I Had No Choice But to Make This Movie

2015-10-02    |   

I Had No Choice But to Make This Movie

In 2009, when I began work on the film eventually titled “In This Land Lay Graves of Mine”,[1] I was not aware that I would be making a film that “embraced” the memory of the Lebanese Civil War. The following constituted the film’s starting point: the idea of the existence of a war over [the control] of real estate, the demographic fears among Lebanese sects, and sectarian struggles over what is referred to as “the land’s identity”. Over five years, the film grew to become a testament to one of the chapters of a war that was labeled as sectarian.

At the start of my research, I looked deep into the past in order to study demographic movement that had taken place across this land, to establish that it was constantly shifting throughout history. At that point, I had wanted, through the film, to express my rejection of the logic behind determining “the land’s identity”.

At the same time, and throughout the first stage of developing the film’s script, the memory of the issue of “identity-based kidnappings” (as it was called during the civil war) resurfaced. I chose to approach the subject of the struggle over the land’s identity through the narratives and stories of individuals who had been subjected to these abductions at the time. It was from there, from the stories of those who were taken and never returned, that I began my journey into the memory of the war. Gradually I found myself gripped by an obsession with this memory. I began living in a constant state of searching for the past, and for those who carried the past within them, and who lived in the past and with it. I began searching for its traces in the present, and looking for lines of demarcated frontiers, and for the location of checkpoints and abductions.

And so, on the surface, the film moved beyond its original subject – the real estate war, demographic fears, and the sectarian segmentation we are experiencing today. I realized that my own sympathies were taking me toward a film that was going to be about those who had been abducted, however, and that I had to find another way into the subject of sectarian segmentation.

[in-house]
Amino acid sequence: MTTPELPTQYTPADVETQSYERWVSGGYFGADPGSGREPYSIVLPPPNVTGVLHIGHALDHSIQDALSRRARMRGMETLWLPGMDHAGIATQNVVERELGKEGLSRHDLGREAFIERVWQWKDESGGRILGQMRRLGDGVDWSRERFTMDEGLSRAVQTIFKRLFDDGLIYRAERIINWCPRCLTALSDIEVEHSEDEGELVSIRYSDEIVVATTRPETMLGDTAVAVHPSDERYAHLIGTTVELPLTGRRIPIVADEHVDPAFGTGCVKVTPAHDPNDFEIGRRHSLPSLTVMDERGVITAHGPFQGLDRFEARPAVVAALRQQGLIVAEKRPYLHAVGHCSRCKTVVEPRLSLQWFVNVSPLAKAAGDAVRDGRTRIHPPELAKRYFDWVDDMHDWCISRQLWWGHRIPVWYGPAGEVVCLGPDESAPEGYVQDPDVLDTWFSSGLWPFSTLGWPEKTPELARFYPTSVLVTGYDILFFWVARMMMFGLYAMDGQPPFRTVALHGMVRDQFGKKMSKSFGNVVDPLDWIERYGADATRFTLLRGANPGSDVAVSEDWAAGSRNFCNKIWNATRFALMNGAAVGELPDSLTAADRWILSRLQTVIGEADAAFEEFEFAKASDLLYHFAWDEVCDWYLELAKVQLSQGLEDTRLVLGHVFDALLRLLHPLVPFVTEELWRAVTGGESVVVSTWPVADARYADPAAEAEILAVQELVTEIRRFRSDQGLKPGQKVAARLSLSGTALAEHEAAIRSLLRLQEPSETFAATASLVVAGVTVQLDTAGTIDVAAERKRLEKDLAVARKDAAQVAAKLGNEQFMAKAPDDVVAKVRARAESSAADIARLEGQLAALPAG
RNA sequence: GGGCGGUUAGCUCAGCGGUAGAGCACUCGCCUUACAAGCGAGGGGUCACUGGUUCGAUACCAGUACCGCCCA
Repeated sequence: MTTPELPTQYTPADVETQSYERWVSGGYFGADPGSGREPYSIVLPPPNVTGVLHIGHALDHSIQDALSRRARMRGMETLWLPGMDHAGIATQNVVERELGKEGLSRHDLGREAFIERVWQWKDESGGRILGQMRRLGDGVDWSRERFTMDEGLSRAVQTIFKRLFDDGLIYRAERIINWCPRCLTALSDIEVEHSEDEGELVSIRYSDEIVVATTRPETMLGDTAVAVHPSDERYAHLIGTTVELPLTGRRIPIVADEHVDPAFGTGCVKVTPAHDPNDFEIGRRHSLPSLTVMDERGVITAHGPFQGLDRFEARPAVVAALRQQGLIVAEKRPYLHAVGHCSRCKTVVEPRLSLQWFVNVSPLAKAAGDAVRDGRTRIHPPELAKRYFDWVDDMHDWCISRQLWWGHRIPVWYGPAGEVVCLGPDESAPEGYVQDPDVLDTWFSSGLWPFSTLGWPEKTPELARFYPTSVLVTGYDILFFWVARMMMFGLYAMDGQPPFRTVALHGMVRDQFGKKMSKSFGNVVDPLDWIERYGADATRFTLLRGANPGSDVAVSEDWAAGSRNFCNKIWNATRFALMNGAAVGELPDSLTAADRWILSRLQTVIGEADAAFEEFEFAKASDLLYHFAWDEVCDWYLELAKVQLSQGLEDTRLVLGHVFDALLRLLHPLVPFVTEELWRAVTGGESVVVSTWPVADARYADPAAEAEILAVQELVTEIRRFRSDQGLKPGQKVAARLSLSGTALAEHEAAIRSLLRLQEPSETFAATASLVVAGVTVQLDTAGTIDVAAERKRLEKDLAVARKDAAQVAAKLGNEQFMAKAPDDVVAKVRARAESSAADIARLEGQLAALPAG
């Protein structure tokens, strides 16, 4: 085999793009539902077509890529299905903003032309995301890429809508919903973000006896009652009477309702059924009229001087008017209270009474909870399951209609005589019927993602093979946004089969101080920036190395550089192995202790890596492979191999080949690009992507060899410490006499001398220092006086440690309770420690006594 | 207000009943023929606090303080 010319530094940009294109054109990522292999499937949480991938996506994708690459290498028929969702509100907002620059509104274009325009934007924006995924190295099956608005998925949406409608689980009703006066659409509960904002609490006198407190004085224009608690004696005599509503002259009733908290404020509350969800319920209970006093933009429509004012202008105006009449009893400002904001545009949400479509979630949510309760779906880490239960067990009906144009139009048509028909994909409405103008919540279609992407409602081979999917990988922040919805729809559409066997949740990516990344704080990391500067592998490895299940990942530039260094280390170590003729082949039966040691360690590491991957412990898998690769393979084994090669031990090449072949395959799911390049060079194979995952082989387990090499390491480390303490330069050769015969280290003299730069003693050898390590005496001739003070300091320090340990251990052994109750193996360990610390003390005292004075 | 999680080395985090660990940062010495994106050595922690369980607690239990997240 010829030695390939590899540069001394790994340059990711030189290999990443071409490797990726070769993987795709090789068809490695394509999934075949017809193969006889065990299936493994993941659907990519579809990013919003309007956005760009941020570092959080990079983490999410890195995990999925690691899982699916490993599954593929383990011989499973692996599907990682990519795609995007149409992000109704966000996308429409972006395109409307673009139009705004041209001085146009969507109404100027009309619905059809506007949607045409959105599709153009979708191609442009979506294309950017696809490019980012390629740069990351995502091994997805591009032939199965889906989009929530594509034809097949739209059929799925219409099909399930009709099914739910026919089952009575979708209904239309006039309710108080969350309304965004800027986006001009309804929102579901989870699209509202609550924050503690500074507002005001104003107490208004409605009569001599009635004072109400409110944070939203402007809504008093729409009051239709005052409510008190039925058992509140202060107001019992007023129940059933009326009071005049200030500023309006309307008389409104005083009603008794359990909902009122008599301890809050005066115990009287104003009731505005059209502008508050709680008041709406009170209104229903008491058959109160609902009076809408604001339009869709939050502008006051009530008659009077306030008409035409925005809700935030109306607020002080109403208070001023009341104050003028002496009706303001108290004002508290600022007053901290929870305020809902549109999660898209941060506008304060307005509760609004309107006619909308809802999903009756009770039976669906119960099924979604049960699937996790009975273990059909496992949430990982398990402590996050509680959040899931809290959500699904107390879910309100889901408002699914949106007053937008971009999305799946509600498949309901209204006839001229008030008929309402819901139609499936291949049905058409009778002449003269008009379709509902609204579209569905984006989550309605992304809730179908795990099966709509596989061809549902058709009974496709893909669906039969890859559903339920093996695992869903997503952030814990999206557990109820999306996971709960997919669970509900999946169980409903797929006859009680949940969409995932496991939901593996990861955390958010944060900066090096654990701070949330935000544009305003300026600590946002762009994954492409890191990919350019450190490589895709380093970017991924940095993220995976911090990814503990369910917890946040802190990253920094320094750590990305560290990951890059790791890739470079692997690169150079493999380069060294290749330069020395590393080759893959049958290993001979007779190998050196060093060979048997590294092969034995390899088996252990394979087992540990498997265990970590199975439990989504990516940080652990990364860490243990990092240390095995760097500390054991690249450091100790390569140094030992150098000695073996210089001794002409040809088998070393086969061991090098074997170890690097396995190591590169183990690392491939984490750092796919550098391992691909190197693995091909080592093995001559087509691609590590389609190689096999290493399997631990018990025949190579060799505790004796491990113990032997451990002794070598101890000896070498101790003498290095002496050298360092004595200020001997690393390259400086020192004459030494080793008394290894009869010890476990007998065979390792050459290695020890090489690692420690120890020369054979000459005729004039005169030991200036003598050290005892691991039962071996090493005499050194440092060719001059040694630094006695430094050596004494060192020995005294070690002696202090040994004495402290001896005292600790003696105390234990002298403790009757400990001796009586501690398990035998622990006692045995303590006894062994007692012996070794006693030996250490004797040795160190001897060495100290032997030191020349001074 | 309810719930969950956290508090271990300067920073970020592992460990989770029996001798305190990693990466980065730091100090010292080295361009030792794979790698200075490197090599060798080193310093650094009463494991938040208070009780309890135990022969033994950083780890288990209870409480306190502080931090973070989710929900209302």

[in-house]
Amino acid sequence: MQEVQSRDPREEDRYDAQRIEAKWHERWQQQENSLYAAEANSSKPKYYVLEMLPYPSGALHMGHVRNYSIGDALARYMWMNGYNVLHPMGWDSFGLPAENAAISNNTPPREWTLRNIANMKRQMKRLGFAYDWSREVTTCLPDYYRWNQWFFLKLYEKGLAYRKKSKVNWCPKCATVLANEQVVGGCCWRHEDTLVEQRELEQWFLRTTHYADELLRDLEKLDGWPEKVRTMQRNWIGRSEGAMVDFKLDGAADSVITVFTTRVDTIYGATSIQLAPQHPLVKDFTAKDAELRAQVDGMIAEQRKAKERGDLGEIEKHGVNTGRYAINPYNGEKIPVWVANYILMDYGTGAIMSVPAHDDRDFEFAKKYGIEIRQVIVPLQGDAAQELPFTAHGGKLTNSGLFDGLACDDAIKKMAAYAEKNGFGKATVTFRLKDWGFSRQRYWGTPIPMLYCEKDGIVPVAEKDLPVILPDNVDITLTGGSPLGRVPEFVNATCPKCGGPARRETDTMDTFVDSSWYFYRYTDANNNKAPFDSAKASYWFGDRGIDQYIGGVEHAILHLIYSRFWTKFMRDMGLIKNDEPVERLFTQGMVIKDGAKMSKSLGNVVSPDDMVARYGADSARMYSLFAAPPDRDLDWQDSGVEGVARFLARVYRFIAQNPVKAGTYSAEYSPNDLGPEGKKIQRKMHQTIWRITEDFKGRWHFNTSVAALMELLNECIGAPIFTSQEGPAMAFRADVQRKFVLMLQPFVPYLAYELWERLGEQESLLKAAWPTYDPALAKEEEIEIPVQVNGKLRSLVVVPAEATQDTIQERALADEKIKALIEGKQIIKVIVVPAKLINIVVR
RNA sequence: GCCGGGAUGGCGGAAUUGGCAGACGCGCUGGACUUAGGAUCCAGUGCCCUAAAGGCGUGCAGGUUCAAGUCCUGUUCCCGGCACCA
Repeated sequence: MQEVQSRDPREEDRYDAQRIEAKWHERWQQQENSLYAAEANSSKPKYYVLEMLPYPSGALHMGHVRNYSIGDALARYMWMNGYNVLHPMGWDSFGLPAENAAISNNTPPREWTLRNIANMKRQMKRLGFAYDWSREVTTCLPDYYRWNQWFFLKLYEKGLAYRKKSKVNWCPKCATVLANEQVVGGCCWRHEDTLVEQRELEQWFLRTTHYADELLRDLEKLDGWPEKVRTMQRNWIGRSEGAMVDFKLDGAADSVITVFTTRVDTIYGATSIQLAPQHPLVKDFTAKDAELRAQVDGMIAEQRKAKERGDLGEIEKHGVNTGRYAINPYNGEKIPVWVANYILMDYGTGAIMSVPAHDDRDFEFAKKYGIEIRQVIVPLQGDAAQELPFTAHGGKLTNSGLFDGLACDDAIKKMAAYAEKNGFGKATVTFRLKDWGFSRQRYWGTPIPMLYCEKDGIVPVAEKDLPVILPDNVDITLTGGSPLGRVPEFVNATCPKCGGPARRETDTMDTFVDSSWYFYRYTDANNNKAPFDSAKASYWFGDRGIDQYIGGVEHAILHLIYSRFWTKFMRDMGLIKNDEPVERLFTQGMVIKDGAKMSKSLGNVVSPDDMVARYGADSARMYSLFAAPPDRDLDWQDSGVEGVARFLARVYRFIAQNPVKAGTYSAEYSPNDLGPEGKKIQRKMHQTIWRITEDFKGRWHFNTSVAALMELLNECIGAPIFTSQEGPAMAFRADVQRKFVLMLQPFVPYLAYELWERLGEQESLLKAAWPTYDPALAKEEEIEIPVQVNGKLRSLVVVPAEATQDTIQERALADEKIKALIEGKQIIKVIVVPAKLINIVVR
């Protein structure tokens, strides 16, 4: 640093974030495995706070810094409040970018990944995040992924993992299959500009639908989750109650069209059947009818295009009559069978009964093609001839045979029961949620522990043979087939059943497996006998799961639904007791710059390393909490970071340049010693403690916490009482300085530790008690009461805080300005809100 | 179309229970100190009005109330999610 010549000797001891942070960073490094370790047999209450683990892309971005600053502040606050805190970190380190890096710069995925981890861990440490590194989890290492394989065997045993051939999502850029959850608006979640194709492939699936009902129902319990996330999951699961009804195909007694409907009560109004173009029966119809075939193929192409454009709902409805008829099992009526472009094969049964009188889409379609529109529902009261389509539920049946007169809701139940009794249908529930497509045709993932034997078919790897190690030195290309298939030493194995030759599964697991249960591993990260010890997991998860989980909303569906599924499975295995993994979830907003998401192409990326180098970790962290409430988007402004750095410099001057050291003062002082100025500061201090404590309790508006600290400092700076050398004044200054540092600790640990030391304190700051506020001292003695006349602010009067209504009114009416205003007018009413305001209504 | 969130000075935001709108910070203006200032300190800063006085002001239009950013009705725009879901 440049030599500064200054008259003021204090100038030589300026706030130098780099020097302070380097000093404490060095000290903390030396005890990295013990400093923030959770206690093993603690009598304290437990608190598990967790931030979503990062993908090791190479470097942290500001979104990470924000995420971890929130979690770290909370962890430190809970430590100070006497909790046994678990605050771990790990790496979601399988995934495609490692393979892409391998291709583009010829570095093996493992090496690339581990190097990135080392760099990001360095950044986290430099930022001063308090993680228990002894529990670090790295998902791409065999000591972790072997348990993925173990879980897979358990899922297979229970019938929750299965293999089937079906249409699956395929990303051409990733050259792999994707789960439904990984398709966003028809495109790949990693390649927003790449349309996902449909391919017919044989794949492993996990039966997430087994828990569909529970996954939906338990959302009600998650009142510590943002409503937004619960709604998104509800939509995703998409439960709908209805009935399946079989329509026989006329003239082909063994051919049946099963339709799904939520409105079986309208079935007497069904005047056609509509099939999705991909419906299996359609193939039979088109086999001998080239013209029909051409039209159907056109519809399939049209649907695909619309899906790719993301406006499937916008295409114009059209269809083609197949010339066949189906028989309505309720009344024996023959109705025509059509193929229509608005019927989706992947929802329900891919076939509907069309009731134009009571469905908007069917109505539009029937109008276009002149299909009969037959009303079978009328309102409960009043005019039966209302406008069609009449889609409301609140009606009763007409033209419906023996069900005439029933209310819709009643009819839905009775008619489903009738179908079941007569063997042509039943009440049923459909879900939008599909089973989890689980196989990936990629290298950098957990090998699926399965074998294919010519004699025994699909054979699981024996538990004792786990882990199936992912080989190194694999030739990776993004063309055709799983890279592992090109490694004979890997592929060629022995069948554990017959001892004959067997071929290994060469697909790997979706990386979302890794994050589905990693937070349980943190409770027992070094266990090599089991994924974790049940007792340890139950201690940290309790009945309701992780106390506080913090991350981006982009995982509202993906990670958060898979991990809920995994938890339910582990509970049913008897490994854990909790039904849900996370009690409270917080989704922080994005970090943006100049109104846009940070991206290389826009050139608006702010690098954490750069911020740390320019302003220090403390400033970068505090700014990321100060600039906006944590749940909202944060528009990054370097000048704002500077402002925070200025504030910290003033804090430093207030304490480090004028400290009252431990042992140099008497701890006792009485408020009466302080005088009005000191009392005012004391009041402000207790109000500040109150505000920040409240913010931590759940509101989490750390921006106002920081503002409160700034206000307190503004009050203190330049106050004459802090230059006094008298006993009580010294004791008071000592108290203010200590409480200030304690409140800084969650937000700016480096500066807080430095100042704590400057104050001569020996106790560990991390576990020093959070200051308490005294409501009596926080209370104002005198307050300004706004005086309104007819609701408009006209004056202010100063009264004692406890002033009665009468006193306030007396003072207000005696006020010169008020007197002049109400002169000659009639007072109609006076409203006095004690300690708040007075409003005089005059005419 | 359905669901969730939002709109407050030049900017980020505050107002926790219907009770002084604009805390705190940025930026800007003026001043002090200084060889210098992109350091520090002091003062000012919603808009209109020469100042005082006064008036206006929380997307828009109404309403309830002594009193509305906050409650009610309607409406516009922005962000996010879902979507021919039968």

Suddenly, what I was looking for became self-evident: displacement on sectarian grounds. Thus, I “reassured” myself that I would not have to abandon my obsession with the memory of the war. I could indulge in it further, in fact, and integrate a new infatuation: the link between history and geography.

And so, by searching for testimonies of those who had faced displacement, I found myself drawing a “topography of war”. In this stage of my work on the film, I had begun to live entirely in the past, in memory, and in history. Every day, I would return home carrying images and books about the war. Every time I encountered someone, whether or not I knew them, I would ask them what region they were from, if they had lived through the war, if they had been displaced, and if they’d fought. I slept beside lists of the names of the victims of the Mountain War [a major episode of the civil war], or Alan Ménargues’s Secrets of the Lebanese War and the novels of Rabee Jaber, Confessions and Birds of the Holiday Inn.

I was attached to these books because they represented the few written sources on the Lebanese Civil War, whose history we were barred from writing by official will – whose approval of the general amnesty law was tantamount to the establishment of a law of silence and the repression of memory. All along I had felt that there was something being hidden from me about what had happened during the war. I personally suffered because my own memories connected to the war had nearly been erased; I came to feel the loss of something essential, the lack of which kept me from living normally.

The solution was to take refuge in people’s testimonies, in their stories, and in their narratives of the war to help rebuild my my own memory, and to understand the reasons for the segmentation and fear that we are living with today. Through them, I was not only looking for my personal memory. I needed collective memory in order to find myself and my place in it – my extension into history without which I cannot live in the present, particularly given that my presence in this country is an expression of ongoing pain.

When the film and its contents took on a cinematic form, and the filming began, I realized that I had entered a minefield with explosives that had been planted by warlords to keep us from entering the range of memory. But I took a chance and entered. Because, simply put, I cannot live without memory. Today, I know that I had no choice but to make this film.

This article is an edited translation from Arabic.



[1] By order of the Minister of the Interior, the film was banned from being screened. The producer is currently appealing to the courts to invalidate this decision.

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